Historically Speaking

The IEEE Microwave Theory and Techniques Society (MTT-S) is a transnational professional society with more than 10,500 members and about 200 chapters worldwide. This society promotes the advancement of microwave theory and its applications, including RF, microwave, millimeter-wave, and terahertz technologies. The International Microwave Symposium (IMS) is the flagship conference of the MTT-S and is held annually in North America.

The MTT-S evolved from a professional group under the Institute of Radio Engineers (IRE) and was established in early 1952. For more than 64 years, the MTT-S has worked to advance the professional standing of its members and enhance the quality of life for all people through the development and application of microwave technology. After the Second World War, a need was felt in organizing the activity in this field which played a vital role in communication, navigation, and radar fields. This group was called Professional Group on Microwave Theory and Techniques (PGMTT).

The PGMTT's first meeting was held in November 1952 in New York and was attended by 210 people.  Ten papers were presented.  However, it was not until 1957 that this meeting started to be held on an annual basis and had multi-subject sessions. In this year, 306 people were registered to attend (registration fees, by the way, were $6), and 23 papers were presented. The tradeshow or exhibit portion of the conference was added much later in 1972. 

The first time the conference occurred in the San Francisco Bay Area, Palo Alto to be exact, was in May of 1958 (chaired by Arthur Aden) and again in Palo Alto in May of 1966 (chaired by Peter Lacy) and May of 1975 (chaired by E.W. Mathews).  1966 (50 years ago) was the first year the conference was referred to as “International Microwave Symposium.”  The name was inconsistently used for a few years but then soon became regular. Since 1984, all IMSs have been held at the Moscone Center in San Francisco and have taken place in the years 1984, 1996, 2006 and were chaired by Steve Adam, Jim Crescenzi, and John Barr respectively.

This year is the 59th occurrence of IMS. Yes, IMS has come a long way. For example, this year we have 470 technical papers, 36 workshops and short courses, 85 MicroApps presentations, and a number of panel sessions as well as networking events. During the IEEE Microwave Week, two sister conferences—RFIC and ARFTG—are also being held. The tradeshow this year has broken a number of previous records, for example, we presently have 930 booths occupied by more than 610 exhibitors. We are also expecting greater than 10,000 total attendees including about 3,000 technical sessions attendees.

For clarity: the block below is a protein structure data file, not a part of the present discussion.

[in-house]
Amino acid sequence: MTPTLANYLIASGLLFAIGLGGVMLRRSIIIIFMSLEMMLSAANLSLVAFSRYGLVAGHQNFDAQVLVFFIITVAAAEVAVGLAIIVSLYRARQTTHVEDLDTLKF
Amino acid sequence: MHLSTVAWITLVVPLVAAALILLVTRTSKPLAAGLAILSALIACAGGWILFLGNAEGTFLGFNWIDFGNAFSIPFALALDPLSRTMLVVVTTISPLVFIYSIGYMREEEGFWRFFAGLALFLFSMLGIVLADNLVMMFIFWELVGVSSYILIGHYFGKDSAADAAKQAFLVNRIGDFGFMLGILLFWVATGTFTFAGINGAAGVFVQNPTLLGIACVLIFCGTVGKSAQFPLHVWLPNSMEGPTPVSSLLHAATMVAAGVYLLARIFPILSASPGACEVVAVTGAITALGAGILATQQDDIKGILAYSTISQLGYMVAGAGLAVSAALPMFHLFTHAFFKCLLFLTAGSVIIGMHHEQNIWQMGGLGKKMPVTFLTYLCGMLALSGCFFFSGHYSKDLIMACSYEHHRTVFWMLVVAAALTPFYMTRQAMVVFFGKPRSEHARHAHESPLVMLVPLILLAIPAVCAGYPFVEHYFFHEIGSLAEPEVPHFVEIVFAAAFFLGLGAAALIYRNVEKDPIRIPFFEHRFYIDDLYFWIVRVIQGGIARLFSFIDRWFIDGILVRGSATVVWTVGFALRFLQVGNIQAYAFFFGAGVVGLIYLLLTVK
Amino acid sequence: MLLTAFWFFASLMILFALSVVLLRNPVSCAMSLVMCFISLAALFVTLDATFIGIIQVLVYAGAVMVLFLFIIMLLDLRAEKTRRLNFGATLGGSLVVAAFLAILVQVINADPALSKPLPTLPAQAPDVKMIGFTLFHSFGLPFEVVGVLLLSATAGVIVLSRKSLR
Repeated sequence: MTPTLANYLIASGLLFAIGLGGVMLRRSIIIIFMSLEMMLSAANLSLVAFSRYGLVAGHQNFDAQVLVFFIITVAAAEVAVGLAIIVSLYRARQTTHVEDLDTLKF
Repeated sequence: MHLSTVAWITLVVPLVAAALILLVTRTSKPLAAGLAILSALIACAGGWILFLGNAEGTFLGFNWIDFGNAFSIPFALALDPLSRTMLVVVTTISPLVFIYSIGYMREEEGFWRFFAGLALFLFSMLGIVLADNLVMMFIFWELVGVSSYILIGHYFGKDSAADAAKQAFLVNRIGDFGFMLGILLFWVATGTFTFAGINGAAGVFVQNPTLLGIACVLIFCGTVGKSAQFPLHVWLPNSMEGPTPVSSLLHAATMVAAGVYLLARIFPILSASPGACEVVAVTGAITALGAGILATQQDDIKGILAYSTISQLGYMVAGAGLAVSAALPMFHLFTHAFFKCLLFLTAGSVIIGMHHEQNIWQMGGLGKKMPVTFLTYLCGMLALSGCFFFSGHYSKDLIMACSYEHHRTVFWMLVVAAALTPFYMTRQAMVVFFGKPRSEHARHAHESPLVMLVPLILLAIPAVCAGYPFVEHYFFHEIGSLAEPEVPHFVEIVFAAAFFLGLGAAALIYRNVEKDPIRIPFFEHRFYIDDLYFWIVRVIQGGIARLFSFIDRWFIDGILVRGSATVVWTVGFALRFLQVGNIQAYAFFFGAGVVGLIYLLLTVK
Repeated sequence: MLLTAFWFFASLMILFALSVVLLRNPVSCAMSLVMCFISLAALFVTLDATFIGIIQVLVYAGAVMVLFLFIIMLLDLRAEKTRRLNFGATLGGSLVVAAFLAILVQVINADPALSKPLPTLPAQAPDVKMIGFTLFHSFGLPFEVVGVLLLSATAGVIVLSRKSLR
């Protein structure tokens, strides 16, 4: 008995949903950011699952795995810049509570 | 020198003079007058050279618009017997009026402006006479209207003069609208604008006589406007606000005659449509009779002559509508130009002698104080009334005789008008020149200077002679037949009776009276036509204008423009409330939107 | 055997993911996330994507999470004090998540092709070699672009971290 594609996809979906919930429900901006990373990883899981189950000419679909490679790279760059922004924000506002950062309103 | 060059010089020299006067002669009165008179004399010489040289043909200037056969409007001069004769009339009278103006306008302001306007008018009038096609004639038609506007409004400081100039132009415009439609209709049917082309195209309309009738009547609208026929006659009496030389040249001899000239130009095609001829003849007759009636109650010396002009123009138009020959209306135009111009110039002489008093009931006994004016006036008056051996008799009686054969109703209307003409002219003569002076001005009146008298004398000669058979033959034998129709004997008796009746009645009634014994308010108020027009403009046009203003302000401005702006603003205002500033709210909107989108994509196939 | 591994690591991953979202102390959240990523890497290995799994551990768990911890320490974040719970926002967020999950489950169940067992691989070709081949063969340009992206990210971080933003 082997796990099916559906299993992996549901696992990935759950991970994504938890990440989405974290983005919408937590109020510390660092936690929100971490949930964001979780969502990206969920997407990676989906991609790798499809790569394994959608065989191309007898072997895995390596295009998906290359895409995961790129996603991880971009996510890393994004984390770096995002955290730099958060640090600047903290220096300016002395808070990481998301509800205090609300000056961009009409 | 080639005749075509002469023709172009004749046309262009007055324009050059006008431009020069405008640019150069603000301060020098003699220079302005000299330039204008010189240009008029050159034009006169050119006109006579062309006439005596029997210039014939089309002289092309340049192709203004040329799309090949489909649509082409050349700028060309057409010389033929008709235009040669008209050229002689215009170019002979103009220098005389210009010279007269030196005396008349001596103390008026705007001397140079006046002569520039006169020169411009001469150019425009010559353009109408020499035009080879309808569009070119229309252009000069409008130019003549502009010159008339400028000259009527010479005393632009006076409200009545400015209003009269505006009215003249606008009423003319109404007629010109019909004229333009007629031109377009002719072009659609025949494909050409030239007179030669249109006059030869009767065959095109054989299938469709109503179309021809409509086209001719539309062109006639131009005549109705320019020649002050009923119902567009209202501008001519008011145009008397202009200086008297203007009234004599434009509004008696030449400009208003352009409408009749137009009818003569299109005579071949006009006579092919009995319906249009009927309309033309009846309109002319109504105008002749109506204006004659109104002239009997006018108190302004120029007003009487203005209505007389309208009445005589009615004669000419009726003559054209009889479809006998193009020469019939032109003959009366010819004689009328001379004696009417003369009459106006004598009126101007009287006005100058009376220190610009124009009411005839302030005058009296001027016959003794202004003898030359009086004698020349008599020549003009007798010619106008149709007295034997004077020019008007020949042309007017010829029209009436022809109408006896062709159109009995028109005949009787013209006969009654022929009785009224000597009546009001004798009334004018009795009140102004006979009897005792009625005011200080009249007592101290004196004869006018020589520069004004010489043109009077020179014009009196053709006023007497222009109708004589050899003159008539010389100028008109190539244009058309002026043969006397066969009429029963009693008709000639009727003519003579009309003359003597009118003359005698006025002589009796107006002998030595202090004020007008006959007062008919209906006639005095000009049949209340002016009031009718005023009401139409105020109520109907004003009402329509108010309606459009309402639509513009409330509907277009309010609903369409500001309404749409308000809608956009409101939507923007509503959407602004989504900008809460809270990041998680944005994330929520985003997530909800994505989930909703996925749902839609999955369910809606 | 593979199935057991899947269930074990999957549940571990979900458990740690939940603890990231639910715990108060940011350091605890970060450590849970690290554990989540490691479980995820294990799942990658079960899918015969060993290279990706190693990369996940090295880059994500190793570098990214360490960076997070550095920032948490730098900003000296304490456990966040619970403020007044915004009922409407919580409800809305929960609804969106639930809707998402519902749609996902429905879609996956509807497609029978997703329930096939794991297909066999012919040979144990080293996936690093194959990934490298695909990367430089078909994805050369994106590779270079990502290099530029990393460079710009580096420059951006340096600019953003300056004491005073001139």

I consider myself lucky to have had a chance to volunteer as well as present papers at many of the IMSs throughout the years. I remember the joy I felt when I received the acceptance letter for my paper in 1982 (when IMS was held in Dallas). I had just finished my graduate studies in France and would be moving to the US in 1983. As a volunteer, the first IMS in which I participated was in 1987 when IMS was in Las Vegas and was chaired by Steven March. I was a member of the publications committee and was part of the team responsible for preparing the "IMS Digest" book (which no longer exists).  My next IMS participation was in San Francisco in 1996 where I chaired workshops and the focused and special sessions.  I then served as co-chair of the technical-program committee for IMS 2006.  All these experiences were very exciting and educative and enabled me to bid for IMS 2016 as General Chair in 2007.
When I reflect on the past IMSs I volunteered at, I am amazed at how much has changed from 1987 to 2016.  All the manual processes (which resulted in paper everywhere) have been replaced by automated electronic processes, which has made the organization of the conference a lot more efficient and simpler. From paper submission to paper review and forming a program is now all software controlled.  Emails, smart phones and videos are now part of the eco-system.
The evolution of the IMS will continue, and technology will make the user experience continuously richer. I wish all future committee volunteers great success!

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